Your Garden's Mulch Has a Dirty Secret

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One thing about the pandemic that nobody saw coming? We're all way more interested in our hobbies. For some people, that's knitting or gaming or baking bread. For others, it's gardening — getting out in the dirt and the sunshine and beautifying the space where you spend all your time now.

Unfortunately, we live in a society, and that means that no matter how pure your intentions, somebody is out to make a buck off your enthusiasm. Agricultural science researchers at Penn State University have just released a paper with some damning statistics about the mulch you're spreading around your garden. You may have been attracted to claims of all-cypress bags, which are supposed to keep out pests, deter rot, and generally keep your yard looking its best with minimal effort for you. That might be the case for some vendors, but many brands have little to no cypress mulch in their products at all.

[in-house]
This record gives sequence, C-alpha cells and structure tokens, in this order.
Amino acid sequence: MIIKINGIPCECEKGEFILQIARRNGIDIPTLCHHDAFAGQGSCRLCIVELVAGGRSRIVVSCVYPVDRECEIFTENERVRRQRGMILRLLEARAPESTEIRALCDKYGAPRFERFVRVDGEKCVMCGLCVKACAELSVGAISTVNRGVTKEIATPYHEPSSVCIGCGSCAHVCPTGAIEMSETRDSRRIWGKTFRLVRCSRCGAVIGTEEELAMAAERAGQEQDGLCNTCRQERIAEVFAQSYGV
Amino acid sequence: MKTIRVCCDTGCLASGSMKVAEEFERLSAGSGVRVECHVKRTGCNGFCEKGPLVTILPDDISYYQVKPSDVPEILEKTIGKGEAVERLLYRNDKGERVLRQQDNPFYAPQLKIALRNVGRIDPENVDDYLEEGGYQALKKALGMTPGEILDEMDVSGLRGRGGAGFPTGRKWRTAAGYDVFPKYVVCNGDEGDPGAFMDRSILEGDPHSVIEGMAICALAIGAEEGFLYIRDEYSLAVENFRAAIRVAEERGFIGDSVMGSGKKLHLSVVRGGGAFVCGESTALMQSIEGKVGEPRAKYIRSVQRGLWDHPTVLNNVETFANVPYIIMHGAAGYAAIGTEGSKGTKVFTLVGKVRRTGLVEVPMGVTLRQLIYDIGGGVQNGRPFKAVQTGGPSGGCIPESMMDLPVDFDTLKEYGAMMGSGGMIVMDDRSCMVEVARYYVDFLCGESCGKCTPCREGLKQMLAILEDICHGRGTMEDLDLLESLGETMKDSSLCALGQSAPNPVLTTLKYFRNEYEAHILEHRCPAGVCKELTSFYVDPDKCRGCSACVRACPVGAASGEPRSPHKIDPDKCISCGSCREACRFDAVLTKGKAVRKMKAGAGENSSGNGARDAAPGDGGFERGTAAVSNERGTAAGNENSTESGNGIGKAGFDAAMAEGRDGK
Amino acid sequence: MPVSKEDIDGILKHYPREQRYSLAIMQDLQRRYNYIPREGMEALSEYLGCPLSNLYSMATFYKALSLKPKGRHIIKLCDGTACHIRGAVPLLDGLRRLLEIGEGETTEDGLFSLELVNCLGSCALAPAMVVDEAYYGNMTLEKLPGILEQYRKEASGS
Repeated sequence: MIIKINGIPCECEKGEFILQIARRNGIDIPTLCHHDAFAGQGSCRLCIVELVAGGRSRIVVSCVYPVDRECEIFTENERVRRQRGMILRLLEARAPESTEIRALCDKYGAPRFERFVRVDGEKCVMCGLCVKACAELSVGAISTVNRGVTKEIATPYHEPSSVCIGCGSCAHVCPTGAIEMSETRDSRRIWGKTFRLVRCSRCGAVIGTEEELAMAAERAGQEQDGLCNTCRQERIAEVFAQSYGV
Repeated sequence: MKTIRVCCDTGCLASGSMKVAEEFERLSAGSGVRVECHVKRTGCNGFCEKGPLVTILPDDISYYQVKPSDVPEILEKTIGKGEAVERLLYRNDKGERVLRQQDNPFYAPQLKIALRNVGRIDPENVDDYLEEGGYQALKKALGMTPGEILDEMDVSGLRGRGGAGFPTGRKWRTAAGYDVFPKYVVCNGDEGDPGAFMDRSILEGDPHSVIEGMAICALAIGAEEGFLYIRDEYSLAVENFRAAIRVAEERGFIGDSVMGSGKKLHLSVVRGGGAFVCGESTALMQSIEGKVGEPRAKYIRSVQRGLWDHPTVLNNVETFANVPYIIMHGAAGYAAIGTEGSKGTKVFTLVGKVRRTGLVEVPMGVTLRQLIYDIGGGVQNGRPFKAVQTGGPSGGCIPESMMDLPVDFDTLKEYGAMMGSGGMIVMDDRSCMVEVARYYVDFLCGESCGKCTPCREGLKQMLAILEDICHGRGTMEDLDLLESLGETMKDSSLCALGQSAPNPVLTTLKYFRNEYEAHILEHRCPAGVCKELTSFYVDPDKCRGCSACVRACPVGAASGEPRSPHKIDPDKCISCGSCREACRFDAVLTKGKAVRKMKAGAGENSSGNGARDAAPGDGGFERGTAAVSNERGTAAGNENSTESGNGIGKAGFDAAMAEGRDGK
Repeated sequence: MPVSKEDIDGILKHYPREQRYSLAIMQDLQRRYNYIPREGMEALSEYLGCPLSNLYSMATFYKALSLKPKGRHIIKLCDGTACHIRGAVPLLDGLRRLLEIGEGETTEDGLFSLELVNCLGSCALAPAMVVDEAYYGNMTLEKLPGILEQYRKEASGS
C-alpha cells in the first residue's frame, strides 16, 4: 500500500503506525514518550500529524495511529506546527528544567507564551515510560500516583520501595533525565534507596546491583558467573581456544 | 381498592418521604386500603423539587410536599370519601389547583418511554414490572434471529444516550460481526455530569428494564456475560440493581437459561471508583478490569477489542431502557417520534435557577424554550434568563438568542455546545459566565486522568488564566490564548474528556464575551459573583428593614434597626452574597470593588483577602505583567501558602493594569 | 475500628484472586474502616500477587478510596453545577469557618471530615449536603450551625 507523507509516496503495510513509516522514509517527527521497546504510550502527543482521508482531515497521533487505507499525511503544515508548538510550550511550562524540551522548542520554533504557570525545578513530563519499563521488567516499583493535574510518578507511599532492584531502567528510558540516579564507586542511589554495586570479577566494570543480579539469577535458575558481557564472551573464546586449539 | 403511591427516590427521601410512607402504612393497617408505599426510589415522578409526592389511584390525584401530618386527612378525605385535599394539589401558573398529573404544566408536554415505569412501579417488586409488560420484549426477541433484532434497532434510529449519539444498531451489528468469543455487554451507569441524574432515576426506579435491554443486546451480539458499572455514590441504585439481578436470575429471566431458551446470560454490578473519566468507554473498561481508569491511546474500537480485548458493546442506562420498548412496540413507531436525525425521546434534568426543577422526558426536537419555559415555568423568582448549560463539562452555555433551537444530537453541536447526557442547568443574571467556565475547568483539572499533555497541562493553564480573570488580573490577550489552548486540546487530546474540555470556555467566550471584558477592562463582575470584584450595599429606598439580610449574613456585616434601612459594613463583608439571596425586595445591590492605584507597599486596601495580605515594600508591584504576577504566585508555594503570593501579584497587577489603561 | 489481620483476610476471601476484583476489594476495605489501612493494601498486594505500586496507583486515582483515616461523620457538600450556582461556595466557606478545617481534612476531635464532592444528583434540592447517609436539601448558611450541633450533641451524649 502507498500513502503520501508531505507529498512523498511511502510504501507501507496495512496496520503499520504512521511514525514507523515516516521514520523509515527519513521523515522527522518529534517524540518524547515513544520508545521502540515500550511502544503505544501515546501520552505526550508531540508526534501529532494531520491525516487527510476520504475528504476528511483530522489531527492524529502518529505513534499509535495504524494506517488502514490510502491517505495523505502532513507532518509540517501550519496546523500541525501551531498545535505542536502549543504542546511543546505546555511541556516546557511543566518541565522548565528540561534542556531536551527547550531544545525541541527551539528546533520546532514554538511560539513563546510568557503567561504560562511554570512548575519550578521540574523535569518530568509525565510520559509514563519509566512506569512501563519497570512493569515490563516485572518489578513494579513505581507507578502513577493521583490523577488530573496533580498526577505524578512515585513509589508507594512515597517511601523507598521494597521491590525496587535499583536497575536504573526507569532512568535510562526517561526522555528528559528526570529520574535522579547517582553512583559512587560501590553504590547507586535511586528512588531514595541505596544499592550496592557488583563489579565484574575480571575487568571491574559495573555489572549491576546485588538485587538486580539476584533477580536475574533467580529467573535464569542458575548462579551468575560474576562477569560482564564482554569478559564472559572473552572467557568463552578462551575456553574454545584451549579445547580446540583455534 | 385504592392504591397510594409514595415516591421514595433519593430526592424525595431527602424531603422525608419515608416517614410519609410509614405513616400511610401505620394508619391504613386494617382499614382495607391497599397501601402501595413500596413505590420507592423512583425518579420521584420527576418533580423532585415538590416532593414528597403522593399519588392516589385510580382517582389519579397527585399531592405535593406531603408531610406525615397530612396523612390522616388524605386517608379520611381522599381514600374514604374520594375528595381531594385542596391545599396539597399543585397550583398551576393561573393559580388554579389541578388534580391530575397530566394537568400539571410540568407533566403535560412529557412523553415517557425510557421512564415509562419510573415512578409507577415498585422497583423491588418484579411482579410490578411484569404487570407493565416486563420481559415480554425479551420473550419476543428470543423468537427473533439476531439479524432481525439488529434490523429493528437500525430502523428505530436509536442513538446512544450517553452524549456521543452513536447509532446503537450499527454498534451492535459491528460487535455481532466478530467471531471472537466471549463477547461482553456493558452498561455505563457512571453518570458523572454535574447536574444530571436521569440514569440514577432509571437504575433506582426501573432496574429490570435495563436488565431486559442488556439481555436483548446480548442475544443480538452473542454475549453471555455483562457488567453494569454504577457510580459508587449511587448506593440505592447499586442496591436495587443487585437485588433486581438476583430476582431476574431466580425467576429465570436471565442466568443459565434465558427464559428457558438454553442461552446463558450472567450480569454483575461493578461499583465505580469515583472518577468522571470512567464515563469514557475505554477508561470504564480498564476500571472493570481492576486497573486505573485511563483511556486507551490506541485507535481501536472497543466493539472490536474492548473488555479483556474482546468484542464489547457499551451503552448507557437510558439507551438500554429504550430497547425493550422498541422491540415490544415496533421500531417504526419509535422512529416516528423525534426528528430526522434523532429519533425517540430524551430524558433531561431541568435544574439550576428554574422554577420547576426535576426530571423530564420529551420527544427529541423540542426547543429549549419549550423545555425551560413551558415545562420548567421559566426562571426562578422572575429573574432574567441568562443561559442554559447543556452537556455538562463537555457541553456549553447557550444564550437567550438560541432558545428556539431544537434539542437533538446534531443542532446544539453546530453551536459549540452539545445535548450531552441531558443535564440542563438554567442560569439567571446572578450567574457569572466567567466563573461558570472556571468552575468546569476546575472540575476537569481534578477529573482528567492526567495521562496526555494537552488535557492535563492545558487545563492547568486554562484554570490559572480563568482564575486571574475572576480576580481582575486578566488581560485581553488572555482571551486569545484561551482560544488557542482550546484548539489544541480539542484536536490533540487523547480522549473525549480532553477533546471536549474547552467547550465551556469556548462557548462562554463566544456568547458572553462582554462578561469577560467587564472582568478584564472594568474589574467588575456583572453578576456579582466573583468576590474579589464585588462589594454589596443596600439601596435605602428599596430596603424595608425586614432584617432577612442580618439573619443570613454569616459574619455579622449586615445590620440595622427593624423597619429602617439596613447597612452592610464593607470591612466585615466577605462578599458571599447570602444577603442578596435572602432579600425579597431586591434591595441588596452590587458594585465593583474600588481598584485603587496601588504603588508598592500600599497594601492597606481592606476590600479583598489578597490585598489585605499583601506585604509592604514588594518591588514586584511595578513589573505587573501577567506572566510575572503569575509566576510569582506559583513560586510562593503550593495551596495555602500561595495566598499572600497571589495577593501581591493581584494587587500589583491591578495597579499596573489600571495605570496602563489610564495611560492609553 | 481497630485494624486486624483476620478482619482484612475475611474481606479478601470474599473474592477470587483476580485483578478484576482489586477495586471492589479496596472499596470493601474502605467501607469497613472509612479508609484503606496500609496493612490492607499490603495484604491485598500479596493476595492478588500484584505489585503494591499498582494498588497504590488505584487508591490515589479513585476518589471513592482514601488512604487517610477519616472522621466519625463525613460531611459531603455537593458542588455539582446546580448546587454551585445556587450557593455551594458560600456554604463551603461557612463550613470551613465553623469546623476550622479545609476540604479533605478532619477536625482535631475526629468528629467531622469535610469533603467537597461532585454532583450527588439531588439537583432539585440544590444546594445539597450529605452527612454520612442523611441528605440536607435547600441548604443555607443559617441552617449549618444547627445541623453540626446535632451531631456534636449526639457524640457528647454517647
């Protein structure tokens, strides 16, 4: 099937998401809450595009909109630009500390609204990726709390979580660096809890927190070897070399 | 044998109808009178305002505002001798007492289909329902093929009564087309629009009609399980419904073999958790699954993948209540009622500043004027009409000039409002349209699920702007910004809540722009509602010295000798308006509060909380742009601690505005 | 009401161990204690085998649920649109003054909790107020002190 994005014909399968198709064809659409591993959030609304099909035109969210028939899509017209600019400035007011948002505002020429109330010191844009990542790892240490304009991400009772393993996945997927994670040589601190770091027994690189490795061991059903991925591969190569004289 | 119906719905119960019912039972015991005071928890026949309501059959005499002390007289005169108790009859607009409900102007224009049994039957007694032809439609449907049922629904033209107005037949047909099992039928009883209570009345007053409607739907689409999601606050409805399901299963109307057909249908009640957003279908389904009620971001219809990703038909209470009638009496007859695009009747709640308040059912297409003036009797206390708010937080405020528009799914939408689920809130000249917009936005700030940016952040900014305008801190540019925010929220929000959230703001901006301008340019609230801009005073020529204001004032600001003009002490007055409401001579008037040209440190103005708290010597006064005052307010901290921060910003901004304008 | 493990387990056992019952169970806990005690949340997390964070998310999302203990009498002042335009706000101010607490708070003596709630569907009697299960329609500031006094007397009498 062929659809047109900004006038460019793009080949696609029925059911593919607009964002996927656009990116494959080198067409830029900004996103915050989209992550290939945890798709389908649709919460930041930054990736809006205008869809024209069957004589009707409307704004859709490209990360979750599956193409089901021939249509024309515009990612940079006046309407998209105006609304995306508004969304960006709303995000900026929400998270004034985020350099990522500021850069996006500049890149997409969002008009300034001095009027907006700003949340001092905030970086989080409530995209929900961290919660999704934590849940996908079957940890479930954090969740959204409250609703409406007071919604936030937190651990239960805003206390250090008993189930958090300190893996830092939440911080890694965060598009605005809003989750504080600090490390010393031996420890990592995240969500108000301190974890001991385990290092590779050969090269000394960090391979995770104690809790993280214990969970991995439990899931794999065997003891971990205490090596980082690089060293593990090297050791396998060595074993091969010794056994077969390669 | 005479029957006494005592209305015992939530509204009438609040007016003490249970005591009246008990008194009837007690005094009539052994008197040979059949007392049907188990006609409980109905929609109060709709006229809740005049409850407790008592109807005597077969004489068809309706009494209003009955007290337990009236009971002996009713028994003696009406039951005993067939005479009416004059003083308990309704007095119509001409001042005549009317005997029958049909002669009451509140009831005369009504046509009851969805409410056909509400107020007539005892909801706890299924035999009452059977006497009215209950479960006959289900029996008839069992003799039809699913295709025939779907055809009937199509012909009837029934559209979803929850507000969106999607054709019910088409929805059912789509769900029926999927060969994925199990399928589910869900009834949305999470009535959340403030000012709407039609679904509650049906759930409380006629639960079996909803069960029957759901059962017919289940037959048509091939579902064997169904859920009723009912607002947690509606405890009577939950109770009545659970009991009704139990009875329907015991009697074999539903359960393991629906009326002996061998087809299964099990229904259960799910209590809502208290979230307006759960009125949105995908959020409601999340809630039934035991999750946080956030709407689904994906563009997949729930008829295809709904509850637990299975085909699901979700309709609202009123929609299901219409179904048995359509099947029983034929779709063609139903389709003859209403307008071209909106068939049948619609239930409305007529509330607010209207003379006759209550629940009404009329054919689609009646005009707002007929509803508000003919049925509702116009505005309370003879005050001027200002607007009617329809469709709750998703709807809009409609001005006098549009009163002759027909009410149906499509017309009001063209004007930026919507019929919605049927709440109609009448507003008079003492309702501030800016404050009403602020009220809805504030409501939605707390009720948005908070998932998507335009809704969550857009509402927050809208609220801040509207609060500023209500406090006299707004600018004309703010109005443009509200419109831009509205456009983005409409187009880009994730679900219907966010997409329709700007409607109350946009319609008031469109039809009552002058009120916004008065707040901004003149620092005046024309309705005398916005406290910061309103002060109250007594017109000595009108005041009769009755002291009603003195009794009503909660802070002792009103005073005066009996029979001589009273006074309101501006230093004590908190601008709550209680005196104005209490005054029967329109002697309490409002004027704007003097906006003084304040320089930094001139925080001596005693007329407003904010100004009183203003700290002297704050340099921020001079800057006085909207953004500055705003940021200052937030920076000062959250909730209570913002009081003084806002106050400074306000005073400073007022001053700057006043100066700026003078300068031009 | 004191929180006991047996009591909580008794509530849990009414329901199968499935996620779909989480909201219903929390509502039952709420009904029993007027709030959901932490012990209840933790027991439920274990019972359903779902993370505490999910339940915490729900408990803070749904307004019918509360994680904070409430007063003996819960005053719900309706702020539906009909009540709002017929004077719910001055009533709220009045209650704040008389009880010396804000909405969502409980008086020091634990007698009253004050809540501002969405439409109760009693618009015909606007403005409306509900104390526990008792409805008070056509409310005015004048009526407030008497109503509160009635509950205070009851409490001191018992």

This sort of problem isn't unique to gardening — seafood is notoriously dicey when it comes to sourcing. Some studies have found that between one-quarter and one-third of the fish available for sale at markets isn't remotely what the label says.

For those who are now disillusioned with the market for mulch, this isn't always something the consumer can do much about it. Regulators need to get on top of manufacturers for misleading practices. Until then, ask your garden center experts which mulch they trust, and be sure you investigate what you do buy as best you can.